The Loneliness of Facebook Friends

We all know people who tell us they have hundreds of friends on Facebook, but do people really have that many good friends?  Friends that would pick them up at the airport or take them to the doctor’s when getting a colonoscopy?  Now don’t get me wrong, I do believe Facebook is a marvelous invention for tracking all the people you meet throughout life, and if it had been invented before I was born, I may have paid more attention to the folks I associated with at each stage of my life.

I think young people today grow up more social than I did back in the 1950s, belonging to all kinds of groups, starting with their daycare centers.  Some kids today seem to move through life in cohorts, and Facebook is perfect for them.  I moved around so much that I can’t remember any individual classmate before the 5th grade.   My memories are of neighborhood kids I played with after school.  I only have one friend on Facebook from all my K-12 years, but then I’m 57 and not really part of the Facebook generation.  However, I do know lots of people my age that are reconnecting with old names from their memories.

As my wife Susan told me, when I mention I was writing about Facebook, she thinks the young of today are adverse to talking to one-another directly, but instead love to tweet, text and write on each other’s walls, as if email or phone calls provided TMI.  In other words they prefer scads of friends to share bite-size facts with frequently.  I’ve never texted or tweeted, but then I’m a verbose bastard, and even feel silly typing a simple snappy line on someone’s wall.

I’ve yet to find much value in Facebook, to be perfectly honest.  When I scan my Facebook home page and read what all my “friends” are doing it makes me lonely because most of my “friends” are people I never see, especially not daily.  It makes me sad that I don’t want to keep up with all the tiny details of their lives, and I worry I’d bore these folks if I wrote about the little things in my life.  Or would they be bored?  Is it heart warming to follow a group of acquaintances – like watching a favorite soap opera?  I have to wonder if Facebook provides a kind of mini-fame, so the young feel good about the number of people that follow their lives.  But I have to ask, do people read as much about their friends as they write to them?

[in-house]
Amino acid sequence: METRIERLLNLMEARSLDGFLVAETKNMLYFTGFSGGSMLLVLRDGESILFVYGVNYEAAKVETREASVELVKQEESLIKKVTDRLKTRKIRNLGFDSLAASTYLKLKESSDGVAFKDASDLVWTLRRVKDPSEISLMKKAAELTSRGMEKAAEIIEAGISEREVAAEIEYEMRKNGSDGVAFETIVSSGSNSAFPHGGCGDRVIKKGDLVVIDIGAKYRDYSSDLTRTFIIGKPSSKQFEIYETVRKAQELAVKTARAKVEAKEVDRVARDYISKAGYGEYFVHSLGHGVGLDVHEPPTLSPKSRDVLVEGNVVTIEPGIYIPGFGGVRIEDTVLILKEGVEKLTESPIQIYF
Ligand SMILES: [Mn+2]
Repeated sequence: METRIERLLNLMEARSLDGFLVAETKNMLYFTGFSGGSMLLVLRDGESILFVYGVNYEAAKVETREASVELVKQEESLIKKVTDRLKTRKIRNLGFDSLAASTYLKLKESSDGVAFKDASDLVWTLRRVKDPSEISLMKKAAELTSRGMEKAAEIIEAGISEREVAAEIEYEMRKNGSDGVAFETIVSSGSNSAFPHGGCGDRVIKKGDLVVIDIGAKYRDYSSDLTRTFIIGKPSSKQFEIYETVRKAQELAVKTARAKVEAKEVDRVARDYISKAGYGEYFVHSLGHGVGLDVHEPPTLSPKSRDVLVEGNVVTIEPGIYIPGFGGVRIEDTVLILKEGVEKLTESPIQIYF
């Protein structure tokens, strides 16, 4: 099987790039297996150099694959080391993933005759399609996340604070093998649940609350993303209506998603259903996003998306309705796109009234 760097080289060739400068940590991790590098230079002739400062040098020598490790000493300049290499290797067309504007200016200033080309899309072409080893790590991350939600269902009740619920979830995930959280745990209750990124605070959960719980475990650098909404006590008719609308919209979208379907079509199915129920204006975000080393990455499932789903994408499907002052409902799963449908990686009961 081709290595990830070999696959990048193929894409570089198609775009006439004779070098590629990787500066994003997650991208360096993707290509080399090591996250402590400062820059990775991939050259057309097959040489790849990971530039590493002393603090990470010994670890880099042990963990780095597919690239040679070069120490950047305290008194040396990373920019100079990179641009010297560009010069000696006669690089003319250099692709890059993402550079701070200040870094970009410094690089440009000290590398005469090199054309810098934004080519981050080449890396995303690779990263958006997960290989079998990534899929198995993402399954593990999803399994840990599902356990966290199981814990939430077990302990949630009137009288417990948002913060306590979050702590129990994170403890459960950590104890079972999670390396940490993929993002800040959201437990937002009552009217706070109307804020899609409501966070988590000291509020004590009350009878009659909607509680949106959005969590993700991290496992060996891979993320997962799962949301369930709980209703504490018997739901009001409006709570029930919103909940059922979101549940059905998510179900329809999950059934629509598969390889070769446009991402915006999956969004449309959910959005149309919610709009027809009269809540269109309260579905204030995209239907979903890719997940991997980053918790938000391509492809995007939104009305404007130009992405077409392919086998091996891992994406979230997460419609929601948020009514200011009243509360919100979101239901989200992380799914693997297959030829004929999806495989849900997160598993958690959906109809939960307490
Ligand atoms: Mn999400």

I like seeing my friends face-to-face, like last night when Anne invited me over for dinner when Susan went to play trivia at Swanky’s.  We listened to the original cast recording of Phantom of the Opera while she cooked me a wonderful dinner and then she made me soothing herbal tea for my cold.  So, should I describe our evening on Facebook?  Would my other friends want to know what Anne and I did on Saturday night?  Since there was no hot sex would they find our chit-chatting boring and again, too much information?

The question I’d like to explore is:  How well does Facebook help with maintaining current friendships?  Is it a good tool for genuine friendships?  My wife loves Facebook because it’s useful for keeping tabs on all our nephews and nieces and other extended family members, and I know other women in our generation that use Facebook in the same way to follow children and grandchildren.  We have so many friends that never had children we could create group just for them, and Facebook seems perfect for this task of keeping up with relatives.

Of course, how do all the kids feel about their old Aunty keeping track of their doings?  Maybe they would prefer it to their Aunts interrupting their lives by calling them once a week to get the news.  In my day my mother made me write my Aunts occasionally “Dear Aunt Sissy, How are you?  I am doing fine” kinds of letters.  I wonder if they would have loved Facebook?

I have to wonder if people really enjoy tracking the daily events of their old classmates.  I’m curious about what happened to them all, but I’d just like to read a summary like those short where-are-they-now updates for each character at the end of American Graffiti.  My memories are stuffed with fond recollections of childhood, but I don’t think I could regain paradise by tracking down old friends.  A cooler invention akin to Facebook would be Photobook where everyone could register their old group photos to share with forgotten people in the photos or Memorybook where you could chronicle a memory of an event featuring past friends hoping they would chronicle the same event from their point of view.